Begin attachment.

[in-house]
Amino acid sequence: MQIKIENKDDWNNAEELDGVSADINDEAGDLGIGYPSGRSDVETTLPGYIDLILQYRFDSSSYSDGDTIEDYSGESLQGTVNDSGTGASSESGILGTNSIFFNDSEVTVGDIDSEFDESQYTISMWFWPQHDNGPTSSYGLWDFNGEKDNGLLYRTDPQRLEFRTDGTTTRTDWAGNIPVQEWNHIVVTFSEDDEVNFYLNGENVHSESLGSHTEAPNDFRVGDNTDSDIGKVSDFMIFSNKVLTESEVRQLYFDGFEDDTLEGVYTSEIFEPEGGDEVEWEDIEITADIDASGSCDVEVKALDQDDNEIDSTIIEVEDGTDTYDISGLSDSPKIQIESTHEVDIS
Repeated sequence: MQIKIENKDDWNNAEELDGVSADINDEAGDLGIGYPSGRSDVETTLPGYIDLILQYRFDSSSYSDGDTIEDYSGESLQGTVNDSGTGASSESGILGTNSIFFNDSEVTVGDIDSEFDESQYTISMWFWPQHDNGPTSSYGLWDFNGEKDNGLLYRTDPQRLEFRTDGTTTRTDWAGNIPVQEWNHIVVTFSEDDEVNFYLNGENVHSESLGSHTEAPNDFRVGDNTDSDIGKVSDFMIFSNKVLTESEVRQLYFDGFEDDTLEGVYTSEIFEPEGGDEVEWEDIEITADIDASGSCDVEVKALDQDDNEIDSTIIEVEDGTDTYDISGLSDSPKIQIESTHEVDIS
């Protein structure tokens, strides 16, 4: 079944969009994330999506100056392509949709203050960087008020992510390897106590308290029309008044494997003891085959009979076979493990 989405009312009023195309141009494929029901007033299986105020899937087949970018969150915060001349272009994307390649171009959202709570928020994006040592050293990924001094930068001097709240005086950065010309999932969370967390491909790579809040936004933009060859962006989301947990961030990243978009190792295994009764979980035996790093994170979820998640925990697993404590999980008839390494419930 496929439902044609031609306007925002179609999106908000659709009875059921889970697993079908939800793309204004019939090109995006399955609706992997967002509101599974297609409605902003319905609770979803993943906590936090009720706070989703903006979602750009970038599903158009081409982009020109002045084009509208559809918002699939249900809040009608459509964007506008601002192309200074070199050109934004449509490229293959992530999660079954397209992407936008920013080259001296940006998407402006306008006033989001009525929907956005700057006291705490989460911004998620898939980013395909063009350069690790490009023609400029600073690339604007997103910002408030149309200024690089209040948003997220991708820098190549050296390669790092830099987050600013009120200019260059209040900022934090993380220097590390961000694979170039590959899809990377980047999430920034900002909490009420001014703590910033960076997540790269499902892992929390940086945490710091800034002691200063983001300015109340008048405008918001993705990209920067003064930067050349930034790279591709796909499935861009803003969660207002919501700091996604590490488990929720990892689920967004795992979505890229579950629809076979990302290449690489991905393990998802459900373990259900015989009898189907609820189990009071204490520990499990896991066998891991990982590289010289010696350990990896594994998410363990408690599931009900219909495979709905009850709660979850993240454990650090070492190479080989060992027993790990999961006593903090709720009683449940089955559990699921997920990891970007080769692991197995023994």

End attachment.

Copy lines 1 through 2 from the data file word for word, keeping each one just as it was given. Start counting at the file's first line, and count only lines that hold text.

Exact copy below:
[in-house]
Amino acid sequence: MQIKIENKDDWNNAEELDGVSADINDEAGDLGIGYPSGRSDVETTLPGYIDLILQYRFDSSSYSDGDTIEDYSGESLQGTVNDSGTGASSESGILGTNSIFFNDSEVTVGDIDSEFDESQYTISMWFWPQHDNGPTSSYGLWDFNGEKDNGLLYRTDPQRLEFRTDGTTTRTDWAGNIPVQEWNHIVVTFSEDDEVNFYLNGENVHSESLGSHTEAPNDFRVGDNTDSDIGKVSDFMIFSNKVLTESEVRQLYFDGFEDDTLEGVYTSEIFEPEGGDEVEWEDIEITADIDASGSCDVEVKALDQDDNEIDSTIIEVEDGTDTYDISGLSDSPKIQIESTHEVDIS